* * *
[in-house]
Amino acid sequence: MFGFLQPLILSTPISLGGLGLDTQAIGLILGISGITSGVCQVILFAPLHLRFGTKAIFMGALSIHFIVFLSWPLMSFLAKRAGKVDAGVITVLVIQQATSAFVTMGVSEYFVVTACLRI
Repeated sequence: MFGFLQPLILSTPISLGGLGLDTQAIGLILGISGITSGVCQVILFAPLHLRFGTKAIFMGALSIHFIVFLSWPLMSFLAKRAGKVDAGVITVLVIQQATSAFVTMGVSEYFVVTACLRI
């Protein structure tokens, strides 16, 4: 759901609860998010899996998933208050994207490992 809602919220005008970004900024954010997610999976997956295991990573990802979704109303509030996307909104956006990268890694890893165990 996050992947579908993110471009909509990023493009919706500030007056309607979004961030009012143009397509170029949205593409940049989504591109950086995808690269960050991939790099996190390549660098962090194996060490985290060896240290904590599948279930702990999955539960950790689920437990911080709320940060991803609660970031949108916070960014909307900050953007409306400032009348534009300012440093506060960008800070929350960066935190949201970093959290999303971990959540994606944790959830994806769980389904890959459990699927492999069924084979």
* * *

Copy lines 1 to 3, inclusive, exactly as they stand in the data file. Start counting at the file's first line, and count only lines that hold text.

[in-house]
Amino acid sequence: MFGFLQPLILSTPISLGGLGLDTQAIGLILGISGITSGVCQVILFAPLHLRFGTKAIFMGALSIHFIVFLSWPLMSFLAKRAGKVDAGVITVLVIQQATSAFVTMGVSEYFVVTACLRI
Repeated sequence: MFGFLQPLILSTPISLGGLGLDTQAIGLILGISGITSGVCQVILFAPLHLRFGTKAIFMGALSIHFIVFLSWPLMSFLAKRAGKVDAGVITVLVIQQATSAFVTMGVSEYFVVTACLRI